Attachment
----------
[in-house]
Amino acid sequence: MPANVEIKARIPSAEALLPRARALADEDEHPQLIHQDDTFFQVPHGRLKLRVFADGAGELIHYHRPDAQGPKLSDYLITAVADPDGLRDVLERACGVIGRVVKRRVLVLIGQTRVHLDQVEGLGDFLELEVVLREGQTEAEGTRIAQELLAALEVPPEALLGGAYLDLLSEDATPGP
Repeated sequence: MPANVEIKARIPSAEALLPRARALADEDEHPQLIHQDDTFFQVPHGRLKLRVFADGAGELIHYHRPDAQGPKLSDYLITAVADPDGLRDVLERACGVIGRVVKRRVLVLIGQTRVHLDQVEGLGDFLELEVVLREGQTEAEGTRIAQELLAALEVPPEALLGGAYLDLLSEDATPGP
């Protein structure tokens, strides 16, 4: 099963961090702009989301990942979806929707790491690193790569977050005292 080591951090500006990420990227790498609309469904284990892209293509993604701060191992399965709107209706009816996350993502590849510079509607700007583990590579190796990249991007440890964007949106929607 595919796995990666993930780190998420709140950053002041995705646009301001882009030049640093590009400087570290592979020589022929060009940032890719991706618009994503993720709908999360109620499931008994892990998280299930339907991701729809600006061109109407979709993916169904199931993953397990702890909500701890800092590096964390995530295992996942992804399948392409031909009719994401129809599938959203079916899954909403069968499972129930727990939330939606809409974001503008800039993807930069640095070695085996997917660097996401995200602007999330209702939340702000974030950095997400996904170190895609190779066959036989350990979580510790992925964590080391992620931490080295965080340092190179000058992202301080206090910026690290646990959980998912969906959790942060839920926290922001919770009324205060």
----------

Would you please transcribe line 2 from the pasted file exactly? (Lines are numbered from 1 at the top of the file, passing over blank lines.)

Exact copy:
Amino acid sequence: MPANVEIKARIPSAEALLPRARALADEDEHPQLIHQDDTFFQVPHGRLKLRVFADGAGELIHYHRPDAQGPKLSDYLITAVADPDGLRDVLERACGVIGRVVKRRVLVLIGQTRVHLDQVEGLGDFLELEVVLREGQTEAEGTRIAQELLAALEVPPEALLGGAYLDLLSEDATPGP